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The Story of Bawn   By: (1861-1931)

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Published March 2, 1907

Printed in Great Britain


CHAPTER PAGE I. Myself 1 II. The Ghosts 7 III. The Creamery 16 IV. Richard Dawson 24 V. The Nurse 33 VI. One Side of a Story 42 VII. Old, Unhappy, Far off Things 50 VIII. The Stile in the Wood 55 IX. A Rough Lover 63 X. The Trap 70 XI. The Friend 78 XII. The Enemy 86 XIII. Enlightenment 93 XIV. The Miniature 102 XV. The Empty House 108 XVI. The Portrait 116 XVII. The Will of Others 122 XVIII. Flight 129 XIX. The Crying in the Night 137 XX. An Eavesdropper 144 XXI. The New Maid 152 XXII. The Dinner party 160 XXIII. The Bargain 167 XXIV. The Blow Falls 175 XXV. The Lover 183 XXVI. The Tribunal 191 XXVII. Brosna 199 XXVIII. The Quick and the Dead 207 XXIX. The Sickness 215 XXX. The Dark Days 223 XXXI. The Wedding dress 231 XXXII. The New Home 239 XXXIII. The End of It 249 XXXIV. The Knocking at the Door 257 XXXV. The Messenger 266 XXXVI. The Old Lovers 275 XXXVII. The Judgment of God 283 XXXVIII. Confession 289 XXXIX. The Bridegroom Comes 299 XL. King Cophetua 307




I am Bawn Devereux, and I have lived as long as I remember at Aghadoe Abbey with my grandfather and grandmother, the Lord and Lady St. Leger.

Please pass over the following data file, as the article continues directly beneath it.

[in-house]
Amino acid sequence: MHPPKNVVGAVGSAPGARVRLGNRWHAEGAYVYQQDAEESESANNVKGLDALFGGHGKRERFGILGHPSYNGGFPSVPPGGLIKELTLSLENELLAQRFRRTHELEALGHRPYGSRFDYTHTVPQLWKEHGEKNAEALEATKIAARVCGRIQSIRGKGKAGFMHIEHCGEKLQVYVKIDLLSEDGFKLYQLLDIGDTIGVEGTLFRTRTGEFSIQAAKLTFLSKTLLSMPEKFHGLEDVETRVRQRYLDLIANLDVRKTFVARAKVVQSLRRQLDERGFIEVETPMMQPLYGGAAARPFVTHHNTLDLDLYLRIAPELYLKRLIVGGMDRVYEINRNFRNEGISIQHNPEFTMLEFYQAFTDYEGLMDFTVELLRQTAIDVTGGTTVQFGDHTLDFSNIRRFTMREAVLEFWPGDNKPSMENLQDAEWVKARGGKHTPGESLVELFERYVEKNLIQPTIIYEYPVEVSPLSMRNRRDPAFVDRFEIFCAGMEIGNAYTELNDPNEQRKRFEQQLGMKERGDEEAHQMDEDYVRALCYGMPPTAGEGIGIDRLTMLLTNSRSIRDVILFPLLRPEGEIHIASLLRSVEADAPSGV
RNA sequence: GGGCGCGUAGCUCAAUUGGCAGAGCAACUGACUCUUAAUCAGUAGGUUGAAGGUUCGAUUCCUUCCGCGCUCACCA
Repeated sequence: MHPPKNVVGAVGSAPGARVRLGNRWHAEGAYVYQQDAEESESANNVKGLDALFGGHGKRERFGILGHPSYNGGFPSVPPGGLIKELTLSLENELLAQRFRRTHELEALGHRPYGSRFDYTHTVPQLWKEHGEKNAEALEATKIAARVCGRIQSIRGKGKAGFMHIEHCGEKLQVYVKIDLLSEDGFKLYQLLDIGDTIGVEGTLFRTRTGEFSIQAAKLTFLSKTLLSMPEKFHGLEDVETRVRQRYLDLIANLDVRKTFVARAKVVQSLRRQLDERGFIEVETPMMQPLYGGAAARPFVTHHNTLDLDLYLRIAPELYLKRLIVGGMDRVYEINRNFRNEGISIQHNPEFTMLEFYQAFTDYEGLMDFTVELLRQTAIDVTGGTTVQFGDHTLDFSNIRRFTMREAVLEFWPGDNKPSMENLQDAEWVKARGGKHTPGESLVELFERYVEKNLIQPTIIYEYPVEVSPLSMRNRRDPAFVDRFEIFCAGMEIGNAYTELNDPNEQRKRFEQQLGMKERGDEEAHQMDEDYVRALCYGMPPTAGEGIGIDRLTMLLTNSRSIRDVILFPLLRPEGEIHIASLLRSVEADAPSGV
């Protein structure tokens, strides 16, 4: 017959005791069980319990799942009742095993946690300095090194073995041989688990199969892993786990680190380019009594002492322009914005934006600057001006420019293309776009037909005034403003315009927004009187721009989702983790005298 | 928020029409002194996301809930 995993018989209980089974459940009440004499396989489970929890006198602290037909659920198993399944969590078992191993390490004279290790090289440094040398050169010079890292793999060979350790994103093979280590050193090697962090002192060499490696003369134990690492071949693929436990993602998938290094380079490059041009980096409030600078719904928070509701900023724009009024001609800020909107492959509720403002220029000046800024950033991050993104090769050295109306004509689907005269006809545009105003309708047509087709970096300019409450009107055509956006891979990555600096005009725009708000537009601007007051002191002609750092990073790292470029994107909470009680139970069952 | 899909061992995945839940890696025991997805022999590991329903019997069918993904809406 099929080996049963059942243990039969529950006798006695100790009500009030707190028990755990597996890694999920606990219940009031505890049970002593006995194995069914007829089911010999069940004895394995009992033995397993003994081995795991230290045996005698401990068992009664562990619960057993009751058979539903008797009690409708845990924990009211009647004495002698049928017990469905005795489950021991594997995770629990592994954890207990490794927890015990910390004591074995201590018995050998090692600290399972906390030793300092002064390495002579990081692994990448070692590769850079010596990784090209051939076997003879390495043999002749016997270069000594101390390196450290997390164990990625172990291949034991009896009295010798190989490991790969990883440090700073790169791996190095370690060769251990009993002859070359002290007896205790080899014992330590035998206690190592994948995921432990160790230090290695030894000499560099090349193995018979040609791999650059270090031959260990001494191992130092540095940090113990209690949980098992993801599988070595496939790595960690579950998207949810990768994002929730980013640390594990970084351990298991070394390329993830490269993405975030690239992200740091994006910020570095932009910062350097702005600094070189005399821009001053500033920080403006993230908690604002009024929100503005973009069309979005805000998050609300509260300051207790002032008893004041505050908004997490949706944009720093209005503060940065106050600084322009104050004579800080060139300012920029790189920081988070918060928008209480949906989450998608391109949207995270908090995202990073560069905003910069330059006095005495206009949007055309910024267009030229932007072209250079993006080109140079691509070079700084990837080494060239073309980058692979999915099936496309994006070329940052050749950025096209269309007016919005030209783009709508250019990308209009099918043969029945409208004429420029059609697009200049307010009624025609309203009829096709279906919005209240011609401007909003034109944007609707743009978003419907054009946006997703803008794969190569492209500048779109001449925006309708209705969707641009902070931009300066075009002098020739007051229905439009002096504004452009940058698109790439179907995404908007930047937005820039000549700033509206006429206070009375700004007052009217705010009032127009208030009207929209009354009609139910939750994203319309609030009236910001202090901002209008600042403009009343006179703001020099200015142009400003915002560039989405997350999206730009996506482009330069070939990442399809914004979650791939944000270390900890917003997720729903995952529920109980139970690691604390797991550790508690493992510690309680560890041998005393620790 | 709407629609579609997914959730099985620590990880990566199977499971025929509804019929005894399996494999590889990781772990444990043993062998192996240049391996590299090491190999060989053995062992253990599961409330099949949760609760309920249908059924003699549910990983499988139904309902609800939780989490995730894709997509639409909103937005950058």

At one time we were a family of five. There was my Uncle Luke, and there was my cousin Theobald.

Theobald was my boy cousin, and we played together up and down the long corridors in winter, and in the darkness of the underground passage, in summer in the woods and shrubberies and gardens, and we were happy together.

I was eager to please Theobald, and I put away from me my natural shrinkings from things he did not mind, lest he should despise me and be dissatisfied with me, longing for a boy's company. I would do all he did, and I must have been a famous tomboy. But my reward was that he never seemed to desire other company than mine.

Once, indeed, I remember that when he handed me live bait to put upon the hook I turned suddenly pale and burst into tears.

When I had done it I looked at him apprehensively, dreading to see his contempt written in his face, but there was no such thing. There was instead the dawn of a new feeling. My cousin's face wore such an expression as I had never seen in it before. He was at this time a tall boy of fifteen, and Bridget Connor, my grandmother's maid, was making me my first long frock.

He looked at me with that strange expression, and he said, "Poor little Bawn!"

It was the beginning of the new order of things in which I fagged for him no more, but was spared the labours and fatigues I had endured cheerfully during our early years. Indeed, I often wonder now at the things I did for him, such things as the feminine nature turns from with horror, although they seem to come naturally enough to a boy.

That day I heard my grandfather and grandmother discussing me.

Theobald was playing in a cricket match in the neighbourhood, and I was at home, reading in one of the recesses of the library. The book was Thackeray's "Henry Esmond," and I was so lost in the romance and tenderness of it I was at that chapter where Harry returns bringing his sheaves with him that I did not notice what they were saying till my own name caught my ears... Continue reading book >>

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